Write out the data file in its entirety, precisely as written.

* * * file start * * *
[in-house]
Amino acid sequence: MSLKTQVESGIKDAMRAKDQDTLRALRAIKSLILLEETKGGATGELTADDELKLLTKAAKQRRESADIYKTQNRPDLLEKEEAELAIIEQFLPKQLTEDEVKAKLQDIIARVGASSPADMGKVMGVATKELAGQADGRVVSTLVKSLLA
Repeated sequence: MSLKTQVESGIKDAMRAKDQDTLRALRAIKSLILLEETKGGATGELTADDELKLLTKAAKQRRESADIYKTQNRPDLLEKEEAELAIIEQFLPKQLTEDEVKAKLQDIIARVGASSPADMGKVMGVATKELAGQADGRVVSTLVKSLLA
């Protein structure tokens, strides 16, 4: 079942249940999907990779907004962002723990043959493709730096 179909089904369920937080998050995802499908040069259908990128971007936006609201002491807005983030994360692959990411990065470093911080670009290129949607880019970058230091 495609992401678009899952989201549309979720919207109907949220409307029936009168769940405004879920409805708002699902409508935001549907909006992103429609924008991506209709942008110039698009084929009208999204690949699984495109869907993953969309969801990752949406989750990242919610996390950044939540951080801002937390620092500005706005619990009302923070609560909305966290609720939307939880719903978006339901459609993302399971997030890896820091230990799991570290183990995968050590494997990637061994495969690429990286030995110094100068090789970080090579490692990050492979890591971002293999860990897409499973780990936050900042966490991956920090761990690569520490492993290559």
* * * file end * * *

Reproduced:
[in-house]
Amino acid sequence: MSLKTQVESGIKDAMRAKDQDTLRALRAIKSLILLEETKGGATGELTADDELKLLTKAAKQRRESADIYKTQNRPDLLEKEEAELAIIEQFLPKQLTEDEVKAKLQDIIARVGASSPADMGKVMGVATKELAGQADGRVVSTLVKSLLA
Repeated sequence: MSLKTQVESGIKDAMRAKDQDTLRALRAIKSLILLEETKGGATGELTADDELKLLTKAAKQRRESADIYKTQNRPDLLEKEEAELAIIEQFLPKQLTEDEVKAKLQDIIARVGASSPADMGKVMGVATKELAGQADGRVVSTLVKSLLA
């Protein structure tokens, strides 16, 4: 079942249940999907990779907004962002723990043959493709730096 179909089904369920937080998050995802499908040069259908990128971007936006609201002491807005983030994360692959990411990065470093911080670009290129949607880019970058230091 495609992401678009899952989201549309979720919207109907949220409307029936009168769940405004879920409805708002699902409508935001549907909006992103429609924008991506209709942008110039698009084929009208999204690949699984495109869907993953969309969801990752949406989750990242919610996390950044939540951080801002937390620092500005706005619990009302923070609560909305966290609720939307939880719903978006339901459609993302399971997030890896820091230990799991570290183990995968050590494997990637061994495969690429990286030995110094100068090789970080090579490692990050492979890591971002293999860990897409499973780990936050900042966490991956920090761990690569520490492993290559």